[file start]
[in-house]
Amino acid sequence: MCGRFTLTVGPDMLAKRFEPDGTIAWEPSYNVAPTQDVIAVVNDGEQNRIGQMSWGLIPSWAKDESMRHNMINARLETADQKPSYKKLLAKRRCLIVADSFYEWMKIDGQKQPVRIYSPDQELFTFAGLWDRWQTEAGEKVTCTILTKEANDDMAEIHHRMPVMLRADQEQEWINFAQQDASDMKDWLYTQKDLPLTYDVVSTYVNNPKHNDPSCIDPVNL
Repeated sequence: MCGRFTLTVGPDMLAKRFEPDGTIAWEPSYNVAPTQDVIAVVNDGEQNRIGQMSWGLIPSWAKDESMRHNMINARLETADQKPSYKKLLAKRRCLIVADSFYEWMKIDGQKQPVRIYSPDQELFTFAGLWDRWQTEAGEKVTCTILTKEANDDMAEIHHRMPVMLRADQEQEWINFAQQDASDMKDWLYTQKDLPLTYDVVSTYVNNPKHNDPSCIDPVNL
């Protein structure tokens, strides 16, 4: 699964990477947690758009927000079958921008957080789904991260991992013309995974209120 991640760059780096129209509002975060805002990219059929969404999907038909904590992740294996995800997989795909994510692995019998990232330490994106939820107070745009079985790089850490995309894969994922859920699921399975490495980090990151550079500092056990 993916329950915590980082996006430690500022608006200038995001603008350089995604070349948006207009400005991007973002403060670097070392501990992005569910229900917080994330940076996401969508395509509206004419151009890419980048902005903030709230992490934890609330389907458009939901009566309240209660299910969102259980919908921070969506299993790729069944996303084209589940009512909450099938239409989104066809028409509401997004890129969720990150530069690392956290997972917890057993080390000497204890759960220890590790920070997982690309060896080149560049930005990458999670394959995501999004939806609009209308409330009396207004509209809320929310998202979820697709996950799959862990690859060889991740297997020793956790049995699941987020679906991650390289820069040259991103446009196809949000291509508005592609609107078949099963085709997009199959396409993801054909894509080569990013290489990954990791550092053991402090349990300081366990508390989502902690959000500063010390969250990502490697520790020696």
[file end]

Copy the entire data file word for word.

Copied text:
[in-house]
Amino acid sequence: MCGRFTLTVGPDMLAKRFEPDGTIAWEPSYNVAPTQDVIAVVNDGEQNRIGQMSWGLIPSWAKDESMRHNMINARLETADQKPSYKKLLAKRRCLIVADSFYEWMKIDGQKQPVRIYSPDQELFTFAGLWDRWQTEAGEKVTCTILTKEANDDMAEIHHRMPVMLRADQEQEWINFAQQDASDMKDWLYTQKDLPLTYDVVSTYVNNPKHNDPSCIDPVNL
Repeated sequence: MCGRFTLTVGPDMLAKRFEPDGTIAWEPSYNVAPTQDVIAVVNDGEQNRIGQMSWGLIPSWAKDESMRHNMINARLETADQKPSYKKLLAKRRCLIVADSFYEWMKIDGQKQPVRIYSPDQELFTFAGLWDRWQTEAGEKVTCTILTKEANDDMAEIHHRMPVMLRADQEQEWINFAQQDASDMKDWLYTQKDLPLTYDVVSTYVNNPKHNDPSCIDPVNL
């Protein structure tokens, strides 16, 4: 699964990477947690758009927000079958921008957080789904991260991992013309995974209120 991640760059780096129209509002975060805002990219059929969404999907038909904590992740294996995800997989795909994510692995019998990232330490994106939820107070745009079985790089850490995309894969994922859920699921399975490495980090990151550079500092056990 993916329950915590980082996006430690500022608006200038995001603008350089995604070349948006207009400005991007973002403060670097070392501990992005569910229900917080994330940076996401969508395509509206004419151009890419980048902005903030709230992490934890609330389907458009939901009566309240209660299910969102259980919908921070969506299993790729069944996303084209589940009512909450099938239409989104066809028409509401997004890129969720990150530069690392956290997972917890057993080390000497204890759960220890590790920070997982690309060896080149560049930005990458999670394959995501999004939806609009209308409330009396207004509209809320929310998202979820697709996950799959862990690859060889991740297997020793956790049995699941987020679906991650390289820069040259991103446009196809949000291509508005592609609107078949099963085709997009199959396409993801054909894509080569990013290489990954990791550092053991402090349990300081366990508390989502902690959000500063010390969250990502490697520790020696």